Profit from sale
Profit from sale

I made a total profit of $61,850 on the property.

Here are the main points I want you to take away from this article:

  1. When it comes to kitchens, don’t skimp at all. Pull out all the stops and make the kitchen look as spectacular as possible. Remember, kitchens sell houses.
  2. In the bathroom, always, always, ALWAYS stock the toilet paper and clean as much as possible to make it look TIDE FRESH!
  3. If the back room seems closed in, add some windows to let light in and add some eggshell paint to make the room appear more spacious.
  4. Make sure you get some grass planted in the front of the home. Install some cheap, low maintenance yet colorful plants to keep costs down yet keep richness in appearance high.

Overall takeaway points: Just be smart. Don’t think you can take on more than you’re able. Restoring an old home has its challenges and frustrations, as you can see from this article. But if you do it the right way, you can turn your old, dingy house into a sexy modernized one and earn yourself lots of money in the process!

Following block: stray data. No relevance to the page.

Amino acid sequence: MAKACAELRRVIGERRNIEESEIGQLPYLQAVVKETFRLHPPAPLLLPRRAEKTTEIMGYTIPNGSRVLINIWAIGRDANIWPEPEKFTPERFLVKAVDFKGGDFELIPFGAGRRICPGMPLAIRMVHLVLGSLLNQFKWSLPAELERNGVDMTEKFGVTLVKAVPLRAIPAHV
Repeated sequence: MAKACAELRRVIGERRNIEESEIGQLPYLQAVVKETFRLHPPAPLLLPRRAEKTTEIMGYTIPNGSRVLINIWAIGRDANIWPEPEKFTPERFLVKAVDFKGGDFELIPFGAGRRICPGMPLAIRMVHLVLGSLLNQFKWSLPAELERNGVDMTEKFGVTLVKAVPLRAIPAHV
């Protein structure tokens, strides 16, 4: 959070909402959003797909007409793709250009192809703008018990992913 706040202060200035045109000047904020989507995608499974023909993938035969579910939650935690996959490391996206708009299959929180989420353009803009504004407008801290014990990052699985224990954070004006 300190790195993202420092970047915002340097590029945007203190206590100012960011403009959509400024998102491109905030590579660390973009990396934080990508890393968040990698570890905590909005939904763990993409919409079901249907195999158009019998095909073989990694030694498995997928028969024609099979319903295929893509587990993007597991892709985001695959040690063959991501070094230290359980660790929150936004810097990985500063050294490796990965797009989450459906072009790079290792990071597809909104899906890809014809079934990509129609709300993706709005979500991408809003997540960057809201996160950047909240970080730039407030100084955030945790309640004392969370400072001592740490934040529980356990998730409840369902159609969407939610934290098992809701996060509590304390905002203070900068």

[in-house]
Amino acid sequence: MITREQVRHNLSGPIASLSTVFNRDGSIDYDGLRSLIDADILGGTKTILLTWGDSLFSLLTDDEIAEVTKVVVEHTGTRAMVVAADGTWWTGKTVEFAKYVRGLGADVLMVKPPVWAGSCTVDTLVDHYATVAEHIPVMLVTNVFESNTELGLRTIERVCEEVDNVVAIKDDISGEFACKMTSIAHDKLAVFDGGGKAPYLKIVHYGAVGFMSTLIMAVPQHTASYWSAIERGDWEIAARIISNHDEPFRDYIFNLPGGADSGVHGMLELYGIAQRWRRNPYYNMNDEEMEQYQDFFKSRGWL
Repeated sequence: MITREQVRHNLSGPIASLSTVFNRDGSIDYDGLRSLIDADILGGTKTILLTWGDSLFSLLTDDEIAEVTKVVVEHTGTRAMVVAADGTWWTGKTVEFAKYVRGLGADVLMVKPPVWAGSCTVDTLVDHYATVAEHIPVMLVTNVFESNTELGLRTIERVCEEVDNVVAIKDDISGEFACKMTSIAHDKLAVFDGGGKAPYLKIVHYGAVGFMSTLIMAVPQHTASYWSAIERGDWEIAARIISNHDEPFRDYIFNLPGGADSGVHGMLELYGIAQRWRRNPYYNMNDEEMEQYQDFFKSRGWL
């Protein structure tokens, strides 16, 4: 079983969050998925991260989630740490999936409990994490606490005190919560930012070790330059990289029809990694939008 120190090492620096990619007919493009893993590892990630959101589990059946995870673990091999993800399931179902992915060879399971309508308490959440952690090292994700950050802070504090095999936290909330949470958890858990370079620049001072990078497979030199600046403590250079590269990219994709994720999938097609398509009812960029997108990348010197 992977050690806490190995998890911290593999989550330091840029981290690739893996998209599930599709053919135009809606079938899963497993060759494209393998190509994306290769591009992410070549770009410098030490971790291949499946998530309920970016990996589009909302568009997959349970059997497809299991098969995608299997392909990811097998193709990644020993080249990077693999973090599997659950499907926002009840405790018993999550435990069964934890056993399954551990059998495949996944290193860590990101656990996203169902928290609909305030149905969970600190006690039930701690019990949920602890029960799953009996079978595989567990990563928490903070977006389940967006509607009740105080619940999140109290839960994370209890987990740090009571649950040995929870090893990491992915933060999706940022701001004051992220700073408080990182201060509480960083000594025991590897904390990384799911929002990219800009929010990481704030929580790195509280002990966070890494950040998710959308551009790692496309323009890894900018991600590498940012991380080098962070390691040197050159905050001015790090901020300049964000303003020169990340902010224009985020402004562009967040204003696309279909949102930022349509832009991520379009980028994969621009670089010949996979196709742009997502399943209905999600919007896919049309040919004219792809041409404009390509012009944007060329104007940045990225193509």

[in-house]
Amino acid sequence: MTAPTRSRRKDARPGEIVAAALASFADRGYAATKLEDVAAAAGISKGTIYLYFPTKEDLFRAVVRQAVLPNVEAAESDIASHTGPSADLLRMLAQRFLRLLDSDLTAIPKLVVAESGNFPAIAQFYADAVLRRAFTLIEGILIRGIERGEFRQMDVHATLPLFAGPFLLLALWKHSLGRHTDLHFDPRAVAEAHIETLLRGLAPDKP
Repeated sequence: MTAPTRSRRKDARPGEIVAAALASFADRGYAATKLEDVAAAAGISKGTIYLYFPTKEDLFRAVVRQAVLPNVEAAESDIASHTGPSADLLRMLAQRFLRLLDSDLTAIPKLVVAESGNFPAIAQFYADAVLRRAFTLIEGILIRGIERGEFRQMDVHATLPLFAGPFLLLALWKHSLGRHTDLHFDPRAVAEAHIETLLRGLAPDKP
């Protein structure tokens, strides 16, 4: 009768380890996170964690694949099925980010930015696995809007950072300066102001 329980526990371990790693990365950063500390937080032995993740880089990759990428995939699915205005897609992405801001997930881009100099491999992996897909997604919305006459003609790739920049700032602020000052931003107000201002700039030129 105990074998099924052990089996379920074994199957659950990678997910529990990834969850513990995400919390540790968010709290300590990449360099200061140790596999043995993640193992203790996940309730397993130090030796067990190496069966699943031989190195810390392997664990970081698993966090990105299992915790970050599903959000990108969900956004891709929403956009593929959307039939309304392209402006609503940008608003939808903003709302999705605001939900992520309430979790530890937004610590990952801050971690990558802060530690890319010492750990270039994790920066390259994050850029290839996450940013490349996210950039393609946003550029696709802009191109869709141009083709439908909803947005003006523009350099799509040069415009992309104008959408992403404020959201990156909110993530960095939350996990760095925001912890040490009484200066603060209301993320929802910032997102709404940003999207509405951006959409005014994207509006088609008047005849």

For the next post in this series, I will be going over how I purchased the next house on the block, which was 419 e Hugh.

  • Part # 1: 409 e. Hugh St.
  • Part # 2: 419 e Hugh St.
  • Part # 3 504 e. Hugh St
  • Part # 4 507 e. Hugh St.
  • Part # 5 511 e Hugh St.
  • Part # 6 520 e. Hugh St.
  • Part # 7  “InDepth – Breakdown plus Bonus”

Did you get some good info out of this article? I hope it helped you. Let’s continue the conversation… What was the best thing to take away from this article? What do you want to see us talk about in the future? How was your last rehab experiences? Leave a Comment below and share your experiences, concerns or questions!

No Excuses! Make it Happen!

Respectfully,
Franklin Cruz
Clever Investor Mentor “Real Estate Drill Sergeant“